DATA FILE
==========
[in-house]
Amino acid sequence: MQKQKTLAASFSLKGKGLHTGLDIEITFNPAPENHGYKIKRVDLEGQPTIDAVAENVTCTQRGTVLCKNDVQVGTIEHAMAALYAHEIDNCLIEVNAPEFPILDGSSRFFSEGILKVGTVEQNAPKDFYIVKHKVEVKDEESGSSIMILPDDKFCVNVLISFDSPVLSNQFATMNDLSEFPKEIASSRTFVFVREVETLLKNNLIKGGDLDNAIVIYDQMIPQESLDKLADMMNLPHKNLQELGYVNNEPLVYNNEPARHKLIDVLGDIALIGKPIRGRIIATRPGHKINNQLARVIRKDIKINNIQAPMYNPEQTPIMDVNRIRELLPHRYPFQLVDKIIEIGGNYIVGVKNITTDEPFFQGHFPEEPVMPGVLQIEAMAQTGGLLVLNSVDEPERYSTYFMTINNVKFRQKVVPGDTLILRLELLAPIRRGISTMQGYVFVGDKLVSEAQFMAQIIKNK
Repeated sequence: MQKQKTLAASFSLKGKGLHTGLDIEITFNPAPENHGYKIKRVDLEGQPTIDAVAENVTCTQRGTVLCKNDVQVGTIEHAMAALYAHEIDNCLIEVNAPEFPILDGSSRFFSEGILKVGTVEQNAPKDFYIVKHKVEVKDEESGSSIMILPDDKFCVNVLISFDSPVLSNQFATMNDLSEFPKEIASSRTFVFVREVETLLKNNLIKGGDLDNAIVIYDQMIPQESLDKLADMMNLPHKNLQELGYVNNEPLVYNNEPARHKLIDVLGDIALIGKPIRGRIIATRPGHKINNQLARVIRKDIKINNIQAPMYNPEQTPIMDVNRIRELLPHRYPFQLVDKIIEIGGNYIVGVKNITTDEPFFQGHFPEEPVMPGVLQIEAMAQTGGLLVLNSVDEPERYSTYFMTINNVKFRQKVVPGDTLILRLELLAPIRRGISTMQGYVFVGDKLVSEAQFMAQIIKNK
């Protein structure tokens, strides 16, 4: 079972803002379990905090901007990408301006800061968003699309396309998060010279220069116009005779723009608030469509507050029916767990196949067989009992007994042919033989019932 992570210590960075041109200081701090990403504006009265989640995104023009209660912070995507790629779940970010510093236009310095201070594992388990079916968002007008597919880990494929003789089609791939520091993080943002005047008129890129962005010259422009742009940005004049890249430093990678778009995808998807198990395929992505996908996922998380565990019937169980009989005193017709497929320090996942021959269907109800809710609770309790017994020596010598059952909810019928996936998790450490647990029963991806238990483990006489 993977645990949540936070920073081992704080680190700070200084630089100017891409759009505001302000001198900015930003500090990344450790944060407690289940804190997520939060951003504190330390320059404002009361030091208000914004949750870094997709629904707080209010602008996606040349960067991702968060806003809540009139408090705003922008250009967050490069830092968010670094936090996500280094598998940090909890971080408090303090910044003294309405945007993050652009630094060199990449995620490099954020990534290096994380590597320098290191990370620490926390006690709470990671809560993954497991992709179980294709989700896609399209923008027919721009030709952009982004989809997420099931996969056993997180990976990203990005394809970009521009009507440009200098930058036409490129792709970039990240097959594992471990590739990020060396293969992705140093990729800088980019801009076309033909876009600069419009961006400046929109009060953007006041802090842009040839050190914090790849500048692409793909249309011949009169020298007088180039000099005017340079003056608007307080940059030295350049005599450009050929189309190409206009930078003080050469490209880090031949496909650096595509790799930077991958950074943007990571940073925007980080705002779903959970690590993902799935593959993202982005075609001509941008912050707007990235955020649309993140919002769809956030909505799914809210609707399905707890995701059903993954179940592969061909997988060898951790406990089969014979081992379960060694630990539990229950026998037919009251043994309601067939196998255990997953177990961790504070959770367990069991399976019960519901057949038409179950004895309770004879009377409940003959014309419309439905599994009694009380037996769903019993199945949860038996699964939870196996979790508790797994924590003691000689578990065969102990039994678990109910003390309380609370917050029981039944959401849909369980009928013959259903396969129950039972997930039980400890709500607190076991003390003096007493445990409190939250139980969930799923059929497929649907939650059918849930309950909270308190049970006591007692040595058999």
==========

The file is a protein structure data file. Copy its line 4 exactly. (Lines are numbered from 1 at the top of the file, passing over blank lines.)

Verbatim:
């Protein structure tokens, strides 16, 4: 079972803002379990905090901007990408301006800061968003699309396309998060010279220069116009005779723009608030469509507050029916767990196949067989009992007994042919033989019932 992570210590960075041109200081701090990403504006009265989640995104023009209660912070995507790629779940970010510093236009310095201070594992388990079916968002007008597919880990494929003789089609791939520091993080943002005047008129890129962005010259422009742009940005004049890249430093990678778009995808998807198990395929992505996908996922998380565990019937169980009989005193017709497929320090996942021959269907109800809710609770309790017994020596010598059952909810019928996936998790450490647990029963991806238990483990006489 993977645990949540936070920073081992704080680190700070200084630089100017891409759009505001302000001198900015930003500090990344450790944060407690289940804190997520939060951003504190330390320059404002009361030091208000914004949750870094997709629904707080209010602008996606040349960067991702968060806003809540009139408090705003922008250009967050490069830092968010670094936090996500280094598998940090909890971080408090303090910044003294309405945007993050652009630094060199990449995620490099954020990534290096994380590597320098290191990370620490926390006690709470990671809560993954497991992709179980294709989700896609399209923008027919721009030709952009982004989809997420099931996969056993997180990976990203990005394809970009521009009507440009200098930058036409490129792709970039990240097959594992471990590739990020060396293969992705140093990729800088980019801009076309033909876009600069419009961006400046929109009060953007006041802090842009040839050190914090790849500048692409793909249309011949009169020298007088180039000099005017340079003056608007307080940059030295350049005599450009050929189309190409206009930078003080050469490209880090031949496909650096595509790799930077991958950074943007990571940073925007980080705002779903959970690590993902799935593959993202982005075609001509941008912050707007990235955020649309993140919002769809956030909505799914809210609707399905707890995701059903993954179940592969061909997988060898951790406990089969014979081992379960060694630990539990229950026998037919009251043994309601067939196998255990997953177990961790504070959770367990069991399976019960519901057949038409179950004895309770004879009377409940003959014309419309439905599994009694009380037996769903019993199945949860038996699964939870196996979790508790797994924590003691000689578990065969102990039994678990109910003390309380609370917050029981039944959401849909369980009928013959259903396969129950039972997930039980400890709500607190076991003390003096007493445990409190939250139980969930799923059929497929649907939650059918849930309950909270308190049970006591007692040595058999």